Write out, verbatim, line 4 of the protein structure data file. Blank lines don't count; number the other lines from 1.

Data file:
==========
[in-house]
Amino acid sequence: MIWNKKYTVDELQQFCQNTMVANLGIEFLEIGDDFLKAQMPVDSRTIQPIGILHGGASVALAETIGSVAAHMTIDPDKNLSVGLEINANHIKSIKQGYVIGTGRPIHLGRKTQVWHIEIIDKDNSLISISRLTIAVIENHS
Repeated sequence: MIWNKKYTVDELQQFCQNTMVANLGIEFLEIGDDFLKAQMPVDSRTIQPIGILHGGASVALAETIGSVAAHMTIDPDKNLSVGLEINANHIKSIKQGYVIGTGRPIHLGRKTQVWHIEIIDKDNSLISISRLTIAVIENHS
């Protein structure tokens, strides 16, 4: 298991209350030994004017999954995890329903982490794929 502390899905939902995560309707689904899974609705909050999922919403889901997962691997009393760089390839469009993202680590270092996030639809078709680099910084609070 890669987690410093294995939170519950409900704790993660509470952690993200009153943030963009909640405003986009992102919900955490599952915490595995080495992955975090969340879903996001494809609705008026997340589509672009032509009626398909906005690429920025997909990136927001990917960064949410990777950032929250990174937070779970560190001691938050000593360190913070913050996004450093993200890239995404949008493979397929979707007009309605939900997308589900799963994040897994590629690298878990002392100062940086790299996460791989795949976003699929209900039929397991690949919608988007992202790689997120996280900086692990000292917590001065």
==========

């Protein structure tokens, strides 16, 4: 298991209350030994004017999954995890329903982490794929 502390899905939902995560309707689904899974609705909050999922919403889901997962691997009393760089390839469009993202680590270092996030639809078709680099910084609070 890669987690410093294995939170519950409900704790993660509470952690993200009153943030963009909640405003986009992102919900955490599952915490595995080495992955975090969340879903996001494809609705008026997340589509672009032509009626398909906005690429920025997909990136927001990917960064949410990777950032929250990174937070779970560190001691938050000593360190913070913050996004450093993200890239995404949008493979397929979707007009309605939900997308589900799963994040897994590629690298878990002392100062940086790299996460791989795949976003699929209900039929397991690949919608988007992202790689997120996280900086692990000292917590001065």